The Covid-19 vaccine is something we’ve heard a lot about in the last year. As of July 2021, 54% of the UK population has been fully vaccinated and over 82 million doses have been delivered in the space of just seven months. Researchers from around the world developed and tested Covid-19 vaccines quickly, but they had a long history of vaccine research to draw on.
A vaccine is a substance that stimulates the production of antibodies in the body to provide immunity. But where did vaccines begin?
Smallpox was a serious infectious disease that, before the vaccine, killed around 3 in 10 people who contracted it and left many survivors with permanent scars. It’s estimated that in Europe during the 18th century, 400,000 people died from the disease each year.
The practice of immunisation dates back to around the 1500s in China, but it’s English physician and scientist Edward Jenner who is credited with founding vaccinology in the west in 1796. Other physicians noted that prior infection of cowpox led to immunity from smallpox, and some even tested this theory. But it wasn’t until Jenner tested his vaccine on a young boy and proved it provided smallpox immunity with other patients, including his son, that the vaccination was accepted.
By 1840, the British government was providing vaccination for smallpox free of charge. The popularity of vaccines quickly spread across Europe. In fact, it was so successful that Napoleon, who was at war with Britain at the time, reportedly referred to Jenner as “one of the greatest benefactors of mankind” and even released two English prisoners of war at his request.
Thanks to the pioneering work of Jenner and global efforts in the decades that followed, smallpox was officially eradicated in 1980.
While Jenner proved the theory behind vaccinations, it took many decades to create vaccines that were routinely recommended. One of the challenges was the method of delivering a vaccine. Jenner took material from a blister of someone with cowpox and injected this into another person’s skin. While effective, it made large-scale vaccine production challenging.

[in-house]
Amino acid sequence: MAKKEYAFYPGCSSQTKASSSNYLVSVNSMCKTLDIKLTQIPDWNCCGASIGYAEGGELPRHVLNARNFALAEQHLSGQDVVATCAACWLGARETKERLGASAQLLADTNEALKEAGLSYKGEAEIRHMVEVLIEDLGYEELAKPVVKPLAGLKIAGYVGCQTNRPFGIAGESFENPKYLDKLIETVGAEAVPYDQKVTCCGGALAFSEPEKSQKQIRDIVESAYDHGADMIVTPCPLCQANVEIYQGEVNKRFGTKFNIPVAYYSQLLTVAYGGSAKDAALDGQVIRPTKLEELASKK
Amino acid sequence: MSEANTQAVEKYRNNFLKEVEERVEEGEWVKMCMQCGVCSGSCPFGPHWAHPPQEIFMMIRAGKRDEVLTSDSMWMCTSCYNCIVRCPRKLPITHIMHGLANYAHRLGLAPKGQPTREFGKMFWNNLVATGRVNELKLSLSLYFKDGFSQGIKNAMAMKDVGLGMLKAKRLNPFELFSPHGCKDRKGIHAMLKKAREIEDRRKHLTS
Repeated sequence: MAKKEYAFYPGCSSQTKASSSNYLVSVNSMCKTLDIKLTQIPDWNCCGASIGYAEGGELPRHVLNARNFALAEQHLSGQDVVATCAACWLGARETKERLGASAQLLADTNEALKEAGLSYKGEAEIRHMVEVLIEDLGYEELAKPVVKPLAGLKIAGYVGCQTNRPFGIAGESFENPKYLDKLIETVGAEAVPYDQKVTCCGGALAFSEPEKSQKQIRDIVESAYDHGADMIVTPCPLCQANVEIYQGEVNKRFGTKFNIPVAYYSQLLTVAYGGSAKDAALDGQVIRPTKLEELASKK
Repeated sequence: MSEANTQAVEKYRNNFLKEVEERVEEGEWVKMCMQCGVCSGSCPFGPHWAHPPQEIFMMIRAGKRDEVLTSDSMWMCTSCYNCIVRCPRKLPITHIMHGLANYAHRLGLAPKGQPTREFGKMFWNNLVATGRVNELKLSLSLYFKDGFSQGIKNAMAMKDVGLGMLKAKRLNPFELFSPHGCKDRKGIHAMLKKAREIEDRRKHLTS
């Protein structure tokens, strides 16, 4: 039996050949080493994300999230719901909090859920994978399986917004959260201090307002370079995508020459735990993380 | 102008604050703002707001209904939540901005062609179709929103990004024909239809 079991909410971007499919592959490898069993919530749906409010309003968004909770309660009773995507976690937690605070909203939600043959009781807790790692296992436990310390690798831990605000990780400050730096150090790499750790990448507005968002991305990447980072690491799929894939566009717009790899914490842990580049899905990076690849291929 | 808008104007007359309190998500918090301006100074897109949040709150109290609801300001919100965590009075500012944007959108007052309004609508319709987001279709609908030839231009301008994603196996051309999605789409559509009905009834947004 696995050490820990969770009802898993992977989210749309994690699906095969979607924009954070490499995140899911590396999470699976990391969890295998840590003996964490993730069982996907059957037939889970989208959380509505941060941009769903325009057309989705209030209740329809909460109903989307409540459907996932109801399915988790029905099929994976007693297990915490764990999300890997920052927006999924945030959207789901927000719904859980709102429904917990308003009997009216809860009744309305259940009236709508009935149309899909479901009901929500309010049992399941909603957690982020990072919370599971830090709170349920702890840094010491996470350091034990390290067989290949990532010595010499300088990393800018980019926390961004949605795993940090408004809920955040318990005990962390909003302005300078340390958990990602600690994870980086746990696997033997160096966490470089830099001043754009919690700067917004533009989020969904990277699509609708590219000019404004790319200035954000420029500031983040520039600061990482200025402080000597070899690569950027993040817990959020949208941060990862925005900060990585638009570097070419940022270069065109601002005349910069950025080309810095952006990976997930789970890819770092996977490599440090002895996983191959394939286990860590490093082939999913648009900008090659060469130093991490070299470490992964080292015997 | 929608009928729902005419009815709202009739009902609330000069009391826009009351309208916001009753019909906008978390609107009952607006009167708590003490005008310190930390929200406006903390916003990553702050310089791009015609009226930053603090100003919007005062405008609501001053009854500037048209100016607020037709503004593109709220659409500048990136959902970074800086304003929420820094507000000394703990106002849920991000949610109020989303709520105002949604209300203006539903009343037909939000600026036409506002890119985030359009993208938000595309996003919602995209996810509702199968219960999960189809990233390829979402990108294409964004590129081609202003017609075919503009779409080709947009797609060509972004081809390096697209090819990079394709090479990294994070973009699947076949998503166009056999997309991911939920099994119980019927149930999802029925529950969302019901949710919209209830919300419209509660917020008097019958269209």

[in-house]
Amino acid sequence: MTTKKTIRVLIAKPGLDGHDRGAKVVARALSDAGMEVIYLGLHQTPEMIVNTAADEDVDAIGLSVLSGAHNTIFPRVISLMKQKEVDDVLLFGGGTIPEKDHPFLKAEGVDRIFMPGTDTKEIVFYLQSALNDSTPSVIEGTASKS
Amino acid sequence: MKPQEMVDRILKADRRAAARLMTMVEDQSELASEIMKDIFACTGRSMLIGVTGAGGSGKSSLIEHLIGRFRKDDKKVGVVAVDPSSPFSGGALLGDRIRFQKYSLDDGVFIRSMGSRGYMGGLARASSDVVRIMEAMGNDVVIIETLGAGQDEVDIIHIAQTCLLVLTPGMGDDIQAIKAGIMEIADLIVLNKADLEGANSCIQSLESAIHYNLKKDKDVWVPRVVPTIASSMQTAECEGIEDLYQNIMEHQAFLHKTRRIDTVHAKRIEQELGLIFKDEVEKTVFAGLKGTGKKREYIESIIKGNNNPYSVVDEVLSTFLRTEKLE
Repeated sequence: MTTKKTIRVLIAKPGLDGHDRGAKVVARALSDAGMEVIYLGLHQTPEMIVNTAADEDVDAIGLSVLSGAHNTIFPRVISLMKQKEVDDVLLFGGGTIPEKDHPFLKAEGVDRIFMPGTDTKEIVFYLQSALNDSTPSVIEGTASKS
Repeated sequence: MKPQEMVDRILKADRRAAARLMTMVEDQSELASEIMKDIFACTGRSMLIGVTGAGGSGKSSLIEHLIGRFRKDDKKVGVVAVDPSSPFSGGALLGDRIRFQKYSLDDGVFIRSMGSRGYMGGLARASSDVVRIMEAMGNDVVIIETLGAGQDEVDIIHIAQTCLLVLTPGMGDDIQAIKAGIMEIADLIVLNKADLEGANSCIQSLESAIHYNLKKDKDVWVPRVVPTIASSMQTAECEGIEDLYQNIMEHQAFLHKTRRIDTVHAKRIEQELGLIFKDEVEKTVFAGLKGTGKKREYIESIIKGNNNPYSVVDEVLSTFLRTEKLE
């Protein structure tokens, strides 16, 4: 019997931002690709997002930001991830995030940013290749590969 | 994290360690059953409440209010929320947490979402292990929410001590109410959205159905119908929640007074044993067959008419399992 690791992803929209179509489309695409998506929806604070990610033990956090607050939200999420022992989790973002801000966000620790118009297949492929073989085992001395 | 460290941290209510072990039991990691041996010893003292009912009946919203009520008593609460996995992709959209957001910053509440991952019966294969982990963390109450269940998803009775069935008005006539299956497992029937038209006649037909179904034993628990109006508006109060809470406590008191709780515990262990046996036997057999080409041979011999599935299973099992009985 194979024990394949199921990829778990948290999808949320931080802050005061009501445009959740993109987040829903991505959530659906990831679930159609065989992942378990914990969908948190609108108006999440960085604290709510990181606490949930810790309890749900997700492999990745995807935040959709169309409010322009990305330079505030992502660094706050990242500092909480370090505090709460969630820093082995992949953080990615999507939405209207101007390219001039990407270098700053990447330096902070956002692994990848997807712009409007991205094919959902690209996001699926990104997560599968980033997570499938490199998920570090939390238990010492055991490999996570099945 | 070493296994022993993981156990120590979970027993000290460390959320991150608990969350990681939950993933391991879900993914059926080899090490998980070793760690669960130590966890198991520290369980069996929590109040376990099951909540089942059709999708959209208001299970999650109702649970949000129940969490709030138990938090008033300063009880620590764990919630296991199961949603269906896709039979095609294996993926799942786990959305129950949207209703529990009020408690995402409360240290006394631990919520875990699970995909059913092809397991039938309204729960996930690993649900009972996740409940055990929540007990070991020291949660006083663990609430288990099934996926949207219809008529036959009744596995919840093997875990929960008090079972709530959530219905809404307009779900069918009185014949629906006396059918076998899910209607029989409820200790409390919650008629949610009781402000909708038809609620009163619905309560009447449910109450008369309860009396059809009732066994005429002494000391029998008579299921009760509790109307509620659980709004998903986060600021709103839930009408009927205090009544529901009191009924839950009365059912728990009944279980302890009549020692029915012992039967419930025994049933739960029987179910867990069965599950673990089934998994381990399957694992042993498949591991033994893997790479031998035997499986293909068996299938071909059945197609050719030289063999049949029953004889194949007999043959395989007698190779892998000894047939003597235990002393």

It wasn’t until the 1900s that scientific knowledge had developed enough to deliver other vaccines. These included vaccines for diphtheria, tetanus, and polio.
As the number of vaccines grew, in 1974 the World Health Organisation (WHO) set out a goal of a universal vaccination programme to protect children from six preventable diseases: measles, polio, diphtheria, whooping cough, tetanus, and tuberculosis. At the time, fewer than 5% of all children had been immunised against these diseases. Within 25 years, this had increased to 80%.
In the UK and around the world, vaccination programmes have grown and adapted. Over the years, programmes have adopted new vaccines, such as the HPV or flu vaccine, and others have been removed as the need for them has fallen. Getting vaccinated has become a routine part of childhood and school.
The speed at which researchers developed several Covid-19 vaccines demonstrates just how far medical science has come.
Genetic sequencing data of Covid-19 was shared through a global science initiative at the beginning of 2020 and it took less than a year to develop several vaccines. As of July 2021, 20 Covid-19 vaccines are authorised by at least one regulatory authority for public use. In the UK, there are four authorised Covid-19 vaccines:
Sarah Gilbert, professor of vaccinology at Oxford University, who was part of the team that developed the Oxford/AstraZeneca, credited previous research, experience, and a focus on Covid-19 for the development speed.
Speaking to the Independent, she said: “There’s a lot that has been done to plan before this year to be able to make a pandemic vaccine quickly, and there’s a lot of research that has been done before which we’re now able to take advantage of. Because we’ve been preparing for such a long time, that’s why we can go quickly.”
It’s not just the development of Covid-19 vaccines that has been quick, but their roll-out too. With centres set up around the UK, it’s possible to deliver thousands of doses every hour. In fact, on 21 March 2021, more than 844,000 people had received a vaccine.
While smallpox is the only human disease successfully eradicated through vaccination, history shows us that vaccines can slow the spread of diseases and reduce their risks. In 2021, vaccines have helped lift lockdown restrictions and, hopefully, enable us to return to normal.